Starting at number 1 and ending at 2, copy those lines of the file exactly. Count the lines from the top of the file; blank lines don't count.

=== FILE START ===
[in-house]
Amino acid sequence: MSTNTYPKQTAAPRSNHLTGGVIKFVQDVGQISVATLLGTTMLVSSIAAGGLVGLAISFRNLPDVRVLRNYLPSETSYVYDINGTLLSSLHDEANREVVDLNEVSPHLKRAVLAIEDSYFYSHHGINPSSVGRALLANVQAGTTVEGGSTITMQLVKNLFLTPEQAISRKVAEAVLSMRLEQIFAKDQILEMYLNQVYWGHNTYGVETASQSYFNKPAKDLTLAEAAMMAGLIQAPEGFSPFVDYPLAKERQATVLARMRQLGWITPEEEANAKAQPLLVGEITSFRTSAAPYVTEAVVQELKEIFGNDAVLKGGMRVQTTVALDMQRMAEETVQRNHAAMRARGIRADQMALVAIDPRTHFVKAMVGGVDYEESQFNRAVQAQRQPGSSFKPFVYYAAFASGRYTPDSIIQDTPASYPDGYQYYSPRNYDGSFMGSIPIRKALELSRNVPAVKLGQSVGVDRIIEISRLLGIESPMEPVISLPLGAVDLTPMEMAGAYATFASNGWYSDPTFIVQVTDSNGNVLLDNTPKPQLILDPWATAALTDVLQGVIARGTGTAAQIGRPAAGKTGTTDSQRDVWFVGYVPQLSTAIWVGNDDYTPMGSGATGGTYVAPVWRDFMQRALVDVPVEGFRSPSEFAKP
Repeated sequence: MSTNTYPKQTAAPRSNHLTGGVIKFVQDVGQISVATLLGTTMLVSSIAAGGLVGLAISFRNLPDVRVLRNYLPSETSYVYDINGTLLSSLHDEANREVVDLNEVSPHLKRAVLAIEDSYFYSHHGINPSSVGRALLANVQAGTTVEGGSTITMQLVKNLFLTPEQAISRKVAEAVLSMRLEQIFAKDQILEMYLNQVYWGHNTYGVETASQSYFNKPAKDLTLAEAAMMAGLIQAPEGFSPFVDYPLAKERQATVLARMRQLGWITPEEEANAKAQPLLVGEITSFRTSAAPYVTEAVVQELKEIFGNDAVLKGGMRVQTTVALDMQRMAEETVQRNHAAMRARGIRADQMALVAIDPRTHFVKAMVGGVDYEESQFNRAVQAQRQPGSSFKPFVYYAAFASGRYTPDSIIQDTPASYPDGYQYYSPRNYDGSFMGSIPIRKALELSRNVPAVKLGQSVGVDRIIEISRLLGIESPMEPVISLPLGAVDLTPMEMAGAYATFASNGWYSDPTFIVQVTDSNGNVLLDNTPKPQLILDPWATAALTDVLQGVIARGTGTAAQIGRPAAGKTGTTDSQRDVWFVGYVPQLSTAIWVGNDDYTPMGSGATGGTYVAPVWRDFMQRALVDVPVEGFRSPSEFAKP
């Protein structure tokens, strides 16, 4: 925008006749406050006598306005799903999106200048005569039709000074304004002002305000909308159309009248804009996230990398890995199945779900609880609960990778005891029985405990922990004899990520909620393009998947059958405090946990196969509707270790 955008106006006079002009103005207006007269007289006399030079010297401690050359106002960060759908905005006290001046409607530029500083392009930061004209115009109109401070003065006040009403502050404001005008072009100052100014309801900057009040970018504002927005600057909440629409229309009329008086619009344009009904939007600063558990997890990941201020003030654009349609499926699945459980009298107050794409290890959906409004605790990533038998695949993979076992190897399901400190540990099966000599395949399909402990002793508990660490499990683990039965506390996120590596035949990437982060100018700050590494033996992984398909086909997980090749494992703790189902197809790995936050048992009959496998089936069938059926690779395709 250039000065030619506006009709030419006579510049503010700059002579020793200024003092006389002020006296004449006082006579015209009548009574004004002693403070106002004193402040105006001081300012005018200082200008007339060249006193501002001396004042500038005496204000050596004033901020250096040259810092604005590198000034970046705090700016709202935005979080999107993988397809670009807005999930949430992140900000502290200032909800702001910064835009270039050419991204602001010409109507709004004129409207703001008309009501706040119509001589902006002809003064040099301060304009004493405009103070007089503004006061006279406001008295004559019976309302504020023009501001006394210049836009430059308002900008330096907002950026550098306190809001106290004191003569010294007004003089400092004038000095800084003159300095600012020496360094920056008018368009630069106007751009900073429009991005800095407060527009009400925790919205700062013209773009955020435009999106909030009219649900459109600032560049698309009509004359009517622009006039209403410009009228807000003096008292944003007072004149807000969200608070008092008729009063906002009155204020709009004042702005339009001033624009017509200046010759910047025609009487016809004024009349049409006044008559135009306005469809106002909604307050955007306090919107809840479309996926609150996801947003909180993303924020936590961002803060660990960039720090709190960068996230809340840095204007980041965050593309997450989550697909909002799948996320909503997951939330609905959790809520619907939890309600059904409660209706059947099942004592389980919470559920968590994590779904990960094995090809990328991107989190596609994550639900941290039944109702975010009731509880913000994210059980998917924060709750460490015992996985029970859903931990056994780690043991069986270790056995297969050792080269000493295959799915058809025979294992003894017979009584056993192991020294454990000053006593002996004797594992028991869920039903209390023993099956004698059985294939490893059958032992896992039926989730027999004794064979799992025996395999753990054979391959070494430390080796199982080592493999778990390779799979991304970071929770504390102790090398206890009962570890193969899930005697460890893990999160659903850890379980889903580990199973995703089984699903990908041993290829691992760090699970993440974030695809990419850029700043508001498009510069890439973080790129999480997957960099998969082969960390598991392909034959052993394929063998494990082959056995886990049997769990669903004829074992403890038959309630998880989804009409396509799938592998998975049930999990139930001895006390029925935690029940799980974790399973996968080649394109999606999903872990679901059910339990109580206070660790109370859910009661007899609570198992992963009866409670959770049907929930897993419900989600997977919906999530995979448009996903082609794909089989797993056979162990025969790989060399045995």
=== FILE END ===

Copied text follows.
[in-house]
Amino acid sequence: MSTNTYPKQTAAPRSNHLTGGVIKFVQDVGQISVATLLGTTMLVSSIAAGGLVGLAISFRNLPDVRVLRNYLPSETSYVYDINGTLLSSLHDEANREVVDLNEVSPHLKRAVLAIEDSYFYSHHGINPSSVGRALLANVQAGTTVEGGSTITMQLVKNLFLTPEQAISRKVAEAVLSMRLEQIFAKDQILEMYLNQVYWGHNTYGVETASQSYFNKPAKDLTLAEAAMMAGLIQAPEGFSPFVDYPLAKERQATVLARMRQLGWITPEEEANAKAQPLLVGEITSFRTSAAPYVTEAVVQELKEIFGNDAVLKGGMRVQTTVALDMQRMAEETVQRNHAAMRARGIRADQMALVAIDPRTHFVKAMVGGVDYEESQFNRAVQAQRQPGSSFKPFVYYAAFASGRYTPDSIIQDTPASYPDGYQYYSPRNYDGSFMGSIPIRKALELSRNVPAVKLGQSVGVDRIIEISRLLGIESPMEPVISLPLGAVDLTPMEMAGAYATFASNGWYSDPTFIVQVTDSNGNVLLDNTPKPQLILDPWATAALTDVLQGVIARGTGTAAQIGRPAAGKTGTTDSQRDVWFVGYVPQLSTAIWVGNDDYTPMGSGATGGTYVAPVWRDFMQRALVDVPVEGFRSPSEFAKP